Heetae Lee1,† & GwangPyo Ko1,2
1Center for Human and Environmental Microbiome, Institute of Health and Environment, School of Public Health, Seoul National University, Gwanak-ro, Gwanak-gu, Seoul 151-742, Korea. 2N-BIO, Seoul National University, Gwanak-ro, Gwanak-gu, Seoul 151-742, Korea. †Present address: College of Pharmacy, Sahmyook University, Seoul, Korea.
Correspondence to GwangPyo Ko.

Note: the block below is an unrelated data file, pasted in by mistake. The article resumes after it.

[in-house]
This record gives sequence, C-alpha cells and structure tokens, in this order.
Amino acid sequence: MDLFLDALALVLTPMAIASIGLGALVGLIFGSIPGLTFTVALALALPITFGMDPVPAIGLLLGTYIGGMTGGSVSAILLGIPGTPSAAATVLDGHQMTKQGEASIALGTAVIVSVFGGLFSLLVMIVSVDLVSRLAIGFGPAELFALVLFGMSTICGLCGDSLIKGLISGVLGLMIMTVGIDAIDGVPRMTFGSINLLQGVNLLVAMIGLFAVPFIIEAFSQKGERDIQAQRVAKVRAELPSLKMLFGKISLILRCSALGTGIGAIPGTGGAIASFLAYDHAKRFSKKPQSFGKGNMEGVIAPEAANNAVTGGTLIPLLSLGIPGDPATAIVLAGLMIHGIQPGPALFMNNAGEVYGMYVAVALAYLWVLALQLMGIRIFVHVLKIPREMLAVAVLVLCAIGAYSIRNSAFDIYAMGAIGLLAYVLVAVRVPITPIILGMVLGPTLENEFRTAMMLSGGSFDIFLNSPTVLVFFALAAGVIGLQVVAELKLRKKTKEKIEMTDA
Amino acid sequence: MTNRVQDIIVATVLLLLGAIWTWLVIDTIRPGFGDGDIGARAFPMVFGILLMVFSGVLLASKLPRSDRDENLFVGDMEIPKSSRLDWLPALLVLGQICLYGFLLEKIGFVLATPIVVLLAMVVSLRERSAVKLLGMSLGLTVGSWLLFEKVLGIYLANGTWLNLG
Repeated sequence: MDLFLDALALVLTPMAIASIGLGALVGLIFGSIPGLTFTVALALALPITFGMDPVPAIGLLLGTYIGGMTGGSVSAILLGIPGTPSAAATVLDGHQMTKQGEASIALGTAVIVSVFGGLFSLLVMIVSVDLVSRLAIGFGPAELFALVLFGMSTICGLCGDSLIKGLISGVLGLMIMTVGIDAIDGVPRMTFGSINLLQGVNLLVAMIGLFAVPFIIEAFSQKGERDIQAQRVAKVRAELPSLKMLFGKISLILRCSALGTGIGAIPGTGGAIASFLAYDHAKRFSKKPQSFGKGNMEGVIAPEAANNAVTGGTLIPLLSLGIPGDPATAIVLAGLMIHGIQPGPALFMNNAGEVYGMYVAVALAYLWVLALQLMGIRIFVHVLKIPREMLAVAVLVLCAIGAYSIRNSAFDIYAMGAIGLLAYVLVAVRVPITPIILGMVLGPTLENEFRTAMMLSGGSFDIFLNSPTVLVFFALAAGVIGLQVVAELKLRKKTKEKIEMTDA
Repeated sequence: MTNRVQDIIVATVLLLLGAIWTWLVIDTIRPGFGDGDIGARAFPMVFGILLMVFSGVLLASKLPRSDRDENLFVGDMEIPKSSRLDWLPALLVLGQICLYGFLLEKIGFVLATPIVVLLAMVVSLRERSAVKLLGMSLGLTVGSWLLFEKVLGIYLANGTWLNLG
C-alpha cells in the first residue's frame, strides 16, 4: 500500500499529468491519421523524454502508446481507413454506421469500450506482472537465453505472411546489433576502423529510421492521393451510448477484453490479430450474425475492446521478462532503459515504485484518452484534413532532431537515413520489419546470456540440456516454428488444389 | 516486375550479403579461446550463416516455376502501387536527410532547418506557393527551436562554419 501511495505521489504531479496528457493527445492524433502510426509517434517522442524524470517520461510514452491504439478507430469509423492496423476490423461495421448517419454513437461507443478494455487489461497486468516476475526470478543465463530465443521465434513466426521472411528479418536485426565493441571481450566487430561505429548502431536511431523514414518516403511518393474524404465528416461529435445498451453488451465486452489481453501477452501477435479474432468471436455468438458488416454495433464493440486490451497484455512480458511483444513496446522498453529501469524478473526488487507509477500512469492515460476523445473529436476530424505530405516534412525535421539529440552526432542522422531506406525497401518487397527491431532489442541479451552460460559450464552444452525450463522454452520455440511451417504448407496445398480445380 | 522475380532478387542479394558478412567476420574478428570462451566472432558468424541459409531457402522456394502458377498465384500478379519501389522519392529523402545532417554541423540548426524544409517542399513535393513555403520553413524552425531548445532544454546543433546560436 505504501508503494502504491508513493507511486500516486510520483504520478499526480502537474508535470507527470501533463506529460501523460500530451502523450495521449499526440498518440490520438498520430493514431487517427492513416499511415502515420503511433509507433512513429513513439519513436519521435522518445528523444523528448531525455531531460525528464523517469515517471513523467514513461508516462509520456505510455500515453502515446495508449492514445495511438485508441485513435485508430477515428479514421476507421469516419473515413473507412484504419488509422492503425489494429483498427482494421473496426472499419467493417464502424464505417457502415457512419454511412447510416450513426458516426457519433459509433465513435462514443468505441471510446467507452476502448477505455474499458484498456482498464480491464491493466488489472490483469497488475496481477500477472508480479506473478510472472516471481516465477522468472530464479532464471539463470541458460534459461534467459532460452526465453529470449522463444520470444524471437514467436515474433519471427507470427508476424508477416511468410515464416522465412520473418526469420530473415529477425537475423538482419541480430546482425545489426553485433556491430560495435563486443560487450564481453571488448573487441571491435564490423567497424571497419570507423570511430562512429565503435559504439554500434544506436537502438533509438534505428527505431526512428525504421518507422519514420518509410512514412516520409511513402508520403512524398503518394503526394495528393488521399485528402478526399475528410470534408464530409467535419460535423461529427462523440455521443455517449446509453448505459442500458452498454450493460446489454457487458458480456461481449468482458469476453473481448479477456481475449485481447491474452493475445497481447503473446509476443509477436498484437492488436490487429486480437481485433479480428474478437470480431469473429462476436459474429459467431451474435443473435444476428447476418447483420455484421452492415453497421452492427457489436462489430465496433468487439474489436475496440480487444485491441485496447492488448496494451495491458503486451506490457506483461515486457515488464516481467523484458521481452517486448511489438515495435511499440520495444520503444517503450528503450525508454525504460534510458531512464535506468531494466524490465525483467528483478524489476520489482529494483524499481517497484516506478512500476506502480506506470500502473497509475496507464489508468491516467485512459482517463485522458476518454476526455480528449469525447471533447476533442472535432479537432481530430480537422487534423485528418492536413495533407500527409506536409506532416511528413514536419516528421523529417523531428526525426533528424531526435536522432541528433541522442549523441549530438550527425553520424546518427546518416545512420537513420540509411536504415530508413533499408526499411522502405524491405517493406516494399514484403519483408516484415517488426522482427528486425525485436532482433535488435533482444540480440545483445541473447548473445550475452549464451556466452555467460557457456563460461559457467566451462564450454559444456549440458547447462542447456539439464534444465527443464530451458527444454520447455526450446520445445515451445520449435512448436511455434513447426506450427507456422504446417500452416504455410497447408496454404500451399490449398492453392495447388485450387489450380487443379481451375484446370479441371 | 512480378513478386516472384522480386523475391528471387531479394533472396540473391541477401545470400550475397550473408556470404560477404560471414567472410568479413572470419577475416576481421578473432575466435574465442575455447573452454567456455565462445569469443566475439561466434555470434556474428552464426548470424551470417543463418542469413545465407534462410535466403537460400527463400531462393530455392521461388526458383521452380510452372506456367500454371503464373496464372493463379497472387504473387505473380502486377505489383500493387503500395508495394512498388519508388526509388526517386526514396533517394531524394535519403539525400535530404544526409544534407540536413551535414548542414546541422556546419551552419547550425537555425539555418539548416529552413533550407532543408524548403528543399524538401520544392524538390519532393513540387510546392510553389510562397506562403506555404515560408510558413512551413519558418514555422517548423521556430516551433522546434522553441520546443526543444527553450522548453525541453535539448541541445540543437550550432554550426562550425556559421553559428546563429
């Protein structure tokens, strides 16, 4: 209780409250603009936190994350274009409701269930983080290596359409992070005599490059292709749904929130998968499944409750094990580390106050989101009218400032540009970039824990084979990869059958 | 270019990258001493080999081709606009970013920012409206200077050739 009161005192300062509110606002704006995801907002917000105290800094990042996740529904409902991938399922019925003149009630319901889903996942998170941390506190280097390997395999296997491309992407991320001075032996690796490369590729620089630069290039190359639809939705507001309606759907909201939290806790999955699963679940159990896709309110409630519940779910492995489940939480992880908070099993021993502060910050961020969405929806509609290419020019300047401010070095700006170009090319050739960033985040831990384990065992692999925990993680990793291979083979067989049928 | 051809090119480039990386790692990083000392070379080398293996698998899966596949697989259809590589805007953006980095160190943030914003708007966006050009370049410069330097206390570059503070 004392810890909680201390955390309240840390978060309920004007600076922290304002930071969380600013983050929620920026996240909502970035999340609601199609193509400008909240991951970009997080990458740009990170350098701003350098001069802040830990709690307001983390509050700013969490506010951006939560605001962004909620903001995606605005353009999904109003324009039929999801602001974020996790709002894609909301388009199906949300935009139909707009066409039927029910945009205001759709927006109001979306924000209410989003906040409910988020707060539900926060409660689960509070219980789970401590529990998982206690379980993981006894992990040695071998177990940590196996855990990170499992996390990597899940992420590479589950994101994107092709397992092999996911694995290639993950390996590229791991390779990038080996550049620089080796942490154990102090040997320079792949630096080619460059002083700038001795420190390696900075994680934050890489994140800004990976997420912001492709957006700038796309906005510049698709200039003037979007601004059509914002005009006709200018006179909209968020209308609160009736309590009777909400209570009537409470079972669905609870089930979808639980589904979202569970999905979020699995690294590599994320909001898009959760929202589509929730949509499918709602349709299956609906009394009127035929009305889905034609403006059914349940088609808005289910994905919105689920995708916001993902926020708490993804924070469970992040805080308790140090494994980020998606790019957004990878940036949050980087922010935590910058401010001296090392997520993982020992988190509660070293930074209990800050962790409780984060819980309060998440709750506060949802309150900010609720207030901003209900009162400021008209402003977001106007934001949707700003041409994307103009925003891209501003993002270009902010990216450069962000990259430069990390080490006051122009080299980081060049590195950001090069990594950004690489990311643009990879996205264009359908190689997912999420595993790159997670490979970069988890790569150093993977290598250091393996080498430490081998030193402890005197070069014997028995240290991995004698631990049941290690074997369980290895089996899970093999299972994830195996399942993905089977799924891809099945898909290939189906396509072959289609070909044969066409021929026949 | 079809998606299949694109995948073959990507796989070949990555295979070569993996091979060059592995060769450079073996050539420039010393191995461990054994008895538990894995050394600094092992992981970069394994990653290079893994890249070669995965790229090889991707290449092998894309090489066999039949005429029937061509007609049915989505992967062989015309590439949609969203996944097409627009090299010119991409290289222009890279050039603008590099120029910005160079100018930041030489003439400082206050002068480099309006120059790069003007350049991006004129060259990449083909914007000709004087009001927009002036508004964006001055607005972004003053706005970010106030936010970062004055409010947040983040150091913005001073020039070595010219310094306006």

The effect and underlying mechanism of vitamin A on norovirus infection are largely unknown. This study aimed to investigate how vitamin A administration affects the gut microbiome after norovirus infection. Here, we demonstrate that treatment with either retinol or retinoic acid (RA) inhibits murine norovirus (MNV) replication using both in vitro and in vivo models. Compositional changes in the gut microbiome associated with RA administration and/or norovirus infection were also investigated. Oral administration of RA and/or MNV significantly altered intestinal microbiome profiles. Particularly, bacterial species belonging to the Lactobacillaceae families were remarkably increased by MNV inoculation and RA administration, suggesting that the antiviral effects of RA occur via the modulation of specific microbiota. The antiviral causal effect of Lactobacillus was identified and demonstrated using in vitro models in RAW264.7 cells. The antiviral immune response to MNV was mediated by IFN-β upregulation. This study represents the first comprehensive profiling of gut microbiota in response to RA treatment against norovirus infection. Moreover, we conclude that the abundance of Lactobacillus through gut microbiota modulation by RA is at least partially responsible for norovirus inhibition.